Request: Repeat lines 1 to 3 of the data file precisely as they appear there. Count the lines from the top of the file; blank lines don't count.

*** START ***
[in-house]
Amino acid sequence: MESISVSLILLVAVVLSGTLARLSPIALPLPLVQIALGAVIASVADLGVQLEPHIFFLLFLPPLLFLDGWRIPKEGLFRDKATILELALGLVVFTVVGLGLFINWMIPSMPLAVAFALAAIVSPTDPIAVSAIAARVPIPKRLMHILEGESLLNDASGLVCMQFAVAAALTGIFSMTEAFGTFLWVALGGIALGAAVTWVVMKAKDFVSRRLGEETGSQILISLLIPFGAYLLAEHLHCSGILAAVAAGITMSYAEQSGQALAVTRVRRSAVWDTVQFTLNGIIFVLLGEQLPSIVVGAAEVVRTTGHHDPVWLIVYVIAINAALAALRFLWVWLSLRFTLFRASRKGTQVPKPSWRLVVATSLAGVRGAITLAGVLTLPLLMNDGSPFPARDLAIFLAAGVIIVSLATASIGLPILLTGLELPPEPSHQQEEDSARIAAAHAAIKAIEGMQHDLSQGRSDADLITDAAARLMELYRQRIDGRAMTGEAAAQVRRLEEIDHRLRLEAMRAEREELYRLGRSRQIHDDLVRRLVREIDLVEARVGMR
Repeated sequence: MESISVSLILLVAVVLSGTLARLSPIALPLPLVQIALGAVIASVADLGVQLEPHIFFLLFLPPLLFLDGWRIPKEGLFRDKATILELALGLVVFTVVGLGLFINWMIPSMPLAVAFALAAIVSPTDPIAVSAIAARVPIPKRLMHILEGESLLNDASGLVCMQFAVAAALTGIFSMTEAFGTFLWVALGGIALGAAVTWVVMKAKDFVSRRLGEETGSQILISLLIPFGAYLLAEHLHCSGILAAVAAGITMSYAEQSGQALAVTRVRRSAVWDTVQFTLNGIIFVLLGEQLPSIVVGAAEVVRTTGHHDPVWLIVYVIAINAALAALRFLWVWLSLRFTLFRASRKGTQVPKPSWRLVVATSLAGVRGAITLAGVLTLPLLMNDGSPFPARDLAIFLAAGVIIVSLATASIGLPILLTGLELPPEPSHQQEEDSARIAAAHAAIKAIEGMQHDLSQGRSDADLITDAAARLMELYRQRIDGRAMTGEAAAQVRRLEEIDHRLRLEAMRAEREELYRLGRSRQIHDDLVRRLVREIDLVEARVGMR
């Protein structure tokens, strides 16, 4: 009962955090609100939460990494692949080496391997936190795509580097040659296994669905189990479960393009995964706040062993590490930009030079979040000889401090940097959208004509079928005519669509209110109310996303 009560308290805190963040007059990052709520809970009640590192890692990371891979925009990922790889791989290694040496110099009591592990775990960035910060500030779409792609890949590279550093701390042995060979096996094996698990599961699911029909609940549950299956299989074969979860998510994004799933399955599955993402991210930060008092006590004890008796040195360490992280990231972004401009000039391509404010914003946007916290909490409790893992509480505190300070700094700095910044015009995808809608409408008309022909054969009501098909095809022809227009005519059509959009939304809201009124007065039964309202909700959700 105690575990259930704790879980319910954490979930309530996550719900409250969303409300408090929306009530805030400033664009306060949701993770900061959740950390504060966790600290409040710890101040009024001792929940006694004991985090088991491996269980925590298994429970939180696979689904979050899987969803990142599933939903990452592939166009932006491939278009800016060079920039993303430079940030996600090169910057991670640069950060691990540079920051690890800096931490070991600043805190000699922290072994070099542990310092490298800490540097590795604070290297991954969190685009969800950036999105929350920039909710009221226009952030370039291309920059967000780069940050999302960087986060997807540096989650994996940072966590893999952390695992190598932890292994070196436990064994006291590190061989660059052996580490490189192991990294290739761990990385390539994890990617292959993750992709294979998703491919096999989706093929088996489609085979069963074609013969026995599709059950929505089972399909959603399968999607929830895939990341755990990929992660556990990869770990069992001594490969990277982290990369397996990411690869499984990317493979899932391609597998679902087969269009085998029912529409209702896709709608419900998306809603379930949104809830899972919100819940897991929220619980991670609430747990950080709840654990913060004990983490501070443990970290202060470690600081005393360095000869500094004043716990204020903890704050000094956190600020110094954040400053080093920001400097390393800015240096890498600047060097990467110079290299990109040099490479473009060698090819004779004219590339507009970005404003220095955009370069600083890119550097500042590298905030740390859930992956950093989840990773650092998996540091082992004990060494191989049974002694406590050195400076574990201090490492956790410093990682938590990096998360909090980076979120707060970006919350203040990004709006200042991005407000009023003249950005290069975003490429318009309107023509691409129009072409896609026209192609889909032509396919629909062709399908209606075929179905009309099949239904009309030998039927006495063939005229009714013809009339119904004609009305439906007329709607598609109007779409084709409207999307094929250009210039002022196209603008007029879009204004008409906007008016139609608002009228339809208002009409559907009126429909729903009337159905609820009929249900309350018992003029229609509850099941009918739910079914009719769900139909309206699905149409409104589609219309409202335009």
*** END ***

[in-house]
Amino acid sequence: MESISVSLILLVAVVLSGTLARLSPIALPLPLVQIALGAVIASVADLGVQLEPHIFFLLFLPPLLFLDGWRIPKEGLFRDKATILELALGLVVFTVVGLGLFINWMIPSMPLAVAFALAAIVSPTDPIAVSAIAARVPIPKRLMHILEGESLLNDASGLVCMQFAVAAALTGIFSMTEAFGTFLWVALGGIALGAAVTWVVMKAKDFVSRRLGEETGSQILISLLIPFGAYLLAEHLHCSGILAAVAAGITMSYAEQSGQALAVTRVRRSAVWDTVQFTLNGIIFVLLGEQLPSIVVGAAEVVRTTGHHDPVWLIVYVIAINAALAALRFLWVWLSLRFTLFRASRKGTQVPKPSWRLVVATSLAGVRGAITLAGVLTLPLLMNDGSPFPARDLAIFLAAGVIIVSLATASIGLPILLTGLELPPEPSHQQEEDSARIAAAHAAIKAIEGMQHDLSQGRSDADLITDAAARLMELYRQRIDGRAMTGEAAAQVRRLEEIDHRLRLEAMRAEREELYRLGRSRQIHDDLVRRLVREIDLVEARVGMR
Repeated sequence: MESISVSLILLVAVVLSGTLARLSPIALPLPLVQIALGAVIASVADLGVQLEPHIFFLLFLPPLLFLDGWRIPKEGLFRDKATILELALGLVVFTVVGLGLFINWMIPSMPLAVAFALAAIVSPTDPIAVSAIAARVPIPKRLMHILEGESLLNDASGLVCMQFAVAAALTGIFSMTEAFGTFLWVALGGIALGAAVTWVVMKAKDFVSRRLGEETGSQILISLLIPFGAYLLAEHLHCSGILAAVAAGITMSYAEQSGQALAVTRVRRSAVWDTVQFTLNGIIFVLLGEQLPSIVVGAAEVVRTTGHHDPVWLIVYVIAINAALAALRFLWVWLSLRFTLFRASRKGTQVPKPSWRLVVATSLAGVRGAITLAGVLTLPLLMNDGSPFPARDLAIFLAAGVIIVSLATASIGLPILLTGLELPPEPSHQQEEDSARIAAAHAAIKAIEGMQHDLSQGRSDADLITDAAARLMELYRQRIDGRAMTGEAAAQVRRLEEIDHRLRLEAMRAEREELYRLGRSRQIHDDLVRRLVREIDLVEARVGMR